# What is the depth of the universe?

The comoving distance from Earth to the edge of the observable universe is about 14.26 gigaparsecs (46.5 billion light-years or 4.40×1026 m) in any direction.

## What is beyond the universe?

The trite answer is that both space and time were created at the big bang about 14 billion years ago, so there is nothing beyond the universe. However, much of the universe exists beyond the observable universe, which is maybe about 90 billion light years across.

## What is bigger than the universe?

No, the universe contains all solar systems, and galaxies.

## How big is a universe?

The proper distance—the distance as would be measured at a specific time, including the present—between Earth and the edge of the observable universe is 46 billion light-years (14 billion parsecs), making the diameter of the observable universe about 93 billion light-years (28 billion parsecs).

What is the depth of the universe? – Related Questions

## Who created universe?

Many religious persons, including many scientists, hold that God created the universe and the various processes driving physical and biological evolution and that these processes then resulted in the creation of galaxies, our solar system, and life on Earth.

## Is the universe finite or infinite?

There’s a limit to how much of the universe we can see. The observable universe is finite in that it hasn’t existed forever. It extends 46 billion light years in every direction from us. (While our universe is 13.8 billion years old, the observable universe reaches further since the universe is expanding).

## How many universes are there?

In a new study, Stanford physicists Andrei Linde and Vitaly Vanchurin have calculated the number of all possible universes, coming up with an answer of 10^10^16.

## How big is our universe in miles?

George C. The observable universe is approximately 5.4×1023 miles in diameter.

## How much is the universe worth?

A conservative estimate is that there are 100 billion galaxies in the observable universe. There might be twice as many, but perhaps a lot of them are small or less likely to support life for various other reasons. as my estimate of the value of the observable Universe. That’s \$6 × 1025, or \$60 septillion.

## Who owns the universe?

While a handful of countries and wealthy individuals are flexing their cosmic muscles, the fact is that space really belongs to everyone — or perhaps to no one, says Andrea Ballestero, associate professor of anthropology.

## How much is Moon worth?

“The mare constitutes around 15% of the lunar surface, making the total value of the moon \$4 quadrillion.” Thinking about it another way, that much He-3 could theoretically supply U.S. electricity demand for 80,000 years.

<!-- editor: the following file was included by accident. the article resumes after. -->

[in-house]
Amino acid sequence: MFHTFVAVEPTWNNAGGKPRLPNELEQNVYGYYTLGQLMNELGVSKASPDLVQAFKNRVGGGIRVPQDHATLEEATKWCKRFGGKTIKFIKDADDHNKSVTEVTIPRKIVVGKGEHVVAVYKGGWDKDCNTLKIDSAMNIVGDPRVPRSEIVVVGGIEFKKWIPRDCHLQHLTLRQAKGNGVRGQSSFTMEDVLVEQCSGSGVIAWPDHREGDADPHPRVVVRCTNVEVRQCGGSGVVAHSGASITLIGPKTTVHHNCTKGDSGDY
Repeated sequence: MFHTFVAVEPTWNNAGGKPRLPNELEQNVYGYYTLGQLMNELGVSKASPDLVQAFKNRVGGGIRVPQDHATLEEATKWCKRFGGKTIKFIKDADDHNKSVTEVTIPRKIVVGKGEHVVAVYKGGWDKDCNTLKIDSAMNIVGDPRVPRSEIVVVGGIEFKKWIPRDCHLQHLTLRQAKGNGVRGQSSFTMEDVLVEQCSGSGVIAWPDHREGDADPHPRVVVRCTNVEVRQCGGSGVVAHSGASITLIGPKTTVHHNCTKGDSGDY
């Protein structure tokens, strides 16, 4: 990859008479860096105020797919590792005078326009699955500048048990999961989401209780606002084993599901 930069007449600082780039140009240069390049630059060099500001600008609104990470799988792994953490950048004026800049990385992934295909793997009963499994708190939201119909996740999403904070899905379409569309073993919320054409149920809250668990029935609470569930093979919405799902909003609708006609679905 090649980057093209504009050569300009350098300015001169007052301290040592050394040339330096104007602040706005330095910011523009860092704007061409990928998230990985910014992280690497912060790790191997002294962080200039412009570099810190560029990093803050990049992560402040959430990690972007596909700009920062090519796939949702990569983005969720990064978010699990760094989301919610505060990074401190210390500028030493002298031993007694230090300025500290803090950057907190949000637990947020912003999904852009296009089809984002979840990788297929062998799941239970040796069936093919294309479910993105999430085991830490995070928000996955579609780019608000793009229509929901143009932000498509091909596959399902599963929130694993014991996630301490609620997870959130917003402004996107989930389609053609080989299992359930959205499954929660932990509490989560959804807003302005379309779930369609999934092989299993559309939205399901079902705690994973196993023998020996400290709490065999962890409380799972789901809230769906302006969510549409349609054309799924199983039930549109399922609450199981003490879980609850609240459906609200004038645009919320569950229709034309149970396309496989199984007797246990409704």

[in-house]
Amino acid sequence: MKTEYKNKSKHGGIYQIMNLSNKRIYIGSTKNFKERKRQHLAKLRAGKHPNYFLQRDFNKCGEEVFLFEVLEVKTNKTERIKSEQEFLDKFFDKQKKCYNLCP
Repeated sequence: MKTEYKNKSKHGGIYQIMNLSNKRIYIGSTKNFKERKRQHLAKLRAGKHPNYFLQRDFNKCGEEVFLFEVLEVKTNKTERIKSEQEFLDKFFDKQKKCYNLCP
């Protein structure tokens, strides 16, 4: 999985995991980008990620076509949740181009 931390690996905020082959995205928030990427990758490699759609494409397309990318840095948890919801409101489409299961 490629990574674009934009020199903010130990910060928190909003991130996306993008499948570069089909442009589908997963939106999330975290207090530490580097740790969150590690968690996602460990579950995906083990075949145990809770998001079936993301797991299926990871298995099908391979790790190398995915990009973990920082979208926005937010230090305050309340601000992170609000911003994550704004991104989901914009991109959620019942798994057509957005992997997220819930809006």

## How much would it cost to buy the earth?

The historical P/E ratio of the stock market is about 15-20, which means people generally take the value of an income earning asset to be about 20 times the income it earns. x 20 = \$1.6 quadrillion. I believe this gives a pretty good estimation of value of the earth.

1.989 × 10^30 kg
Sun / Mass

## How much is it to buy the Sun?

Given that one billion is 109,the price of the sun could be much higher than one undecillion dollars (1036). That’s more than most people in the world will ever have. In reality, you can’t really put a price on the sun, because you just won’t be able to purchase it (even if you had the required funds).

## How old is the Sun?

4.603 billion years
Sun / Age

## Who owns the Sun?

The Sun is part of News Group Newspapers, which is a subsidiary of News International. This company is owned by the News Corporation Group, headed by world media tycoon Rupert Murdoch. The newspaper is printed from Monday to Saturday in tabloid format.

## Can you own Sun?

The treaty is actually quite clear that no sovereign nation can own celestial bodies like the Moon or Sun.

## Has anybody bought the Sun?

Article content. Angeles Duran, a 49-year-old woman from Galicia in Spain, says she legally owns the Sun.

## How would you describe the size of our Sun?

Our Sun is a medium-sized star with a radius of about 435,000 miles (700,000 kilometers). Many stars are much larger – but the Sun is far more massive than our home planet: it would take more than 330,000 Earths to match the mass of the Sun, and it would take 1.3 million Earths to fill the Sun’s volume.